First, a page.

Marriage and annual trips to Greece for over 15 years, including a visit right now, give me some perspective on the lives of tourists and residents.

Hey there, time traveller!
This article was published 6/7/2015 (2302 days ago), so information in it may no longer be current.


Marriage and annual trips to Greece for over 15 years, including a visit right now, give me some perspective on the lives of tourists and residents.

I'm an atypical tourist given the benefits of a Greek wife, including a home and many Greek acquaintances. We also prefer a basic Greek lifestyle to standard tourist fare. Nonetheless, here's my thoughts for people considering a visit.

Many things are unchanged. The weather is wonderful, the sea inviting and numerous sites inspire awe at the accomplishments of ancient builders. Cheap beer (order Fix!) and wine cap wonderful meals comprised of exceptionally flavourful dishes, some long associated with Greece (calamari, bifteki, souvlaki, moussaka, gemista), and some not (great pizzas, wonderful pastries, delicious ice creams). Innumerable cafés provide comfortable settings and excellent drinks, a personal favourite being Freddoccino.

Access to money is slightly more challenging than in the past. Limits on bank withdrawals apply only to Greek accounts, and I have readily withdrawn larger amounts, given ATMs have sufficient funds.

Find ATMs off the beaten track, go in the morning and use less popular banks that accept foreign cards. Before visiting, ensure your daily limits are adequate and obtain multiple cards.

My experiences with credit cards are mixed, even at businesses that historically accepted them. Some purchases (grocery stores, bicycle store) went fine, others (a gas station) did not. Some owners probably prefer euros right now amid concerns about banks and currency. Check ahead that major expenses, such as hotels, can be charged and carry backup funds.

One potential bonus for foreign tourists is domestic tourism may be down due to limited bank withdrawals, which could mean smaller crowds at popular sites. It also emphasizes the economic importance of foreign tourists visiting Greece despite the current crisis.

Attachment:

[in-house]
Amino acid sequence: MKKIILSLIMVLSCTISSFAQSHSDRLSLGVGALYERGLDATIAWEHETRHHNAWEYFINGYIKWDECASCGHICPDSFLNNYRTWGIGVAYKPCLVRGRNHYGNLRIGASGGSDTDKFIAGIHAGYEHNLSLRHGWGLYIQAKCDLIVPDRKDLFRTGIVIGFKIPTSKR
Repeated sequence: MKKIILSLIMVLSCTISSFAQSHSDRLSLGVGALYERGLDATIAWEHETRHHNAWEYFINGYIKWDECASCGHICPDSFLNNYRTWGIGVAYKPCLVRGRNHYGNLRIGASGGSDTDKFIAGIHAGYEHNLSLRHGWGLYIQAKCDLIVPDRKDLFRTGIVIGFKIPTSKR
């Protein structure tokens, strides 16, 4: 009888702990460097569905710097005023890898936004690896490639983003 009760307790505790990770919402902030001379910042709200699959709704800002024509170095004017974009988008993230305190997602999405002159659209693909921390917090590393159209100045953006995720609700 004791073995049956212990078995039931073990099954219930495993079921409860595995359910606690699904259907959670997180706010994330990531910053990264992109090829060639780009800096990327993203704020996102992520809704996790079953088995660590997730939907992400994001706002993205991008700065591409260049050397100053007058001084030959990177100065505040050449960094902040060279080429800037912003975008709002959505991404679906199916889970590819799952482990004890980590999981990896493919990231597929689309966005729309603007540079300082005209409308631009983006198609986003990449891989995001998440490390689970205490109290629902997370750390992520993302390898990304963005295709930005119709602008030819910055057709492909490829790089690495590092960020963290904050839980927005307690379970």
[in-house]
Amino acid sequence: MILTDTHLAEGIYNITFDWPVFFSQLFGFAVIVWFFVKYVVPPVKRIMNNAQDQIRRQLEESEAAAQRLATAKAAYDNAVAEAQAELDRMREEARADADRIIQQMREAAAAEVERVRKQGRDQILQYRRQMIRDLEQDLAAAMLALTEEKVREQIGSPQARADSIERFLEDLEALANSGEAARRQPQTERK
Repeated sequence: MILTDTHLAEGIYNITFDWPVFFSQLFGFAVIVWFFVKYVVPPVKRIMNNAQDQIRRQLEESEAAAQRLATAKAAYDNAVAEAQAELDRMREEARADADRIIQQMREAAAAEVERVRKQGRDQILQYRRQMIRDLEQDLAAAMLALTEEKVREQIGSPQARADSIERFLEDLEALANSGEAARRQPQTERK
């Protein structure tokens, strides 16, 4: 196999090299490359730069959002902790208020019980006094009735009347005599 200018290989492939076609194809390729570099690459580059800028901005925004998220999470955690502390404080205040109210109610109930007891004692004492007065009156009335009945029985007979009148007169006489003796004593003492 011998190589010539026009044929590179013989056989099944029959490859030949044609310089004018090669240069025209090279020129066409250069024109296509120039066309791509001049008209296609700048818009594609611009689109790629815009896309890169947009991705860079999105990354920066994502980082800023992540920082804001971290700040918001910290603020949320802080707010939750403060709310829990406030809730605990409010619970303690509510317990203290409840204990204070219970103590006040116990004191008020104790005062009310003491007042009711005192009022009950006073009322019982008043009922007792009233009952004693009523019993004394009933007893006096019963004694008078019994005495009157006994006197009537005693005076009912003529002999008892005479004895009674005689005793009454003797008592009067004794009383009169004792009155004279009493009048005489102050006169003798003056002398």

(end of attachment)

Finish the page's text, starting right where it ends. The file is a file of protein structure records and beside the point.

Over the years, I have experienced many aspects of Greek life that were already challenging, such as getting married, coverage for health care, managing an inheritance and building a home. They are much more so now. Most tradespeople work for cash, but people cannot access sufficient funds right now, adding more barriers to a system that at times was already vexing (disposing of a derelict truck was a Herculean bureaucratic task!).

There is little doubt about the economic challenges for average Greeks, especially pensioners. Modest pensions have been cut back. A lifetime of equally modest salaries does not allow much saving for retirement, and employer pension plans are rare. Add to that a banking situation that makes it more difficult to access money on a regular basis, and frustrations abound.

To fully appreciate the impact of recent austerity, recognize many aspects of Greek society were already underfunded. The public health-care system was deficient, hospitals being a notable example that we experienced with my father-in-law. Lack of staff, for example, meant family members substituted for orderlies, sometimes even sleeping in the hospital. Not surprisingly, a parallel private system exists.

Perhaps the greatest psychological strain is uncertainty. When the crisis started, friends predicted a "cure" within five years. Five years later, austerity has made the crisis worse, as predicted by some economists. Yet the EU promises more of the same, and Greeks were faced with harsh terms to remain with the euro and, in some Greek minds, the West, or with going it alone and perhaps turning to potential saviours elsewhere in the world.

There is much anger that Greece has been turned into a Third World country to the benefit of foreign banks and companies in Germany and China. The loans Greece owes (the bailout?) went primarily to foreign banks.

Dictated privatization means a state-owned Chinese company now operates much of the port of Piraeus with poorly paid workers (about $20,000 a year), enabling the cheap flow of goods between Europe and China.

And there will be much unrest, divisiveness and hardship to come. People I've asked were divided between voting Yes or No, with some doubt that either serves the interests of Greece. Most people believed it would be close, either was a considerable gamble and the years ahead promise little relief.

If you sympathize with Greeks, buy Greek products (Greek wines, olive oil) and come visit a wonderful country and people.

Jim Clark, a University of Winnipeg psychology professor, wrote this from Zevgolatio.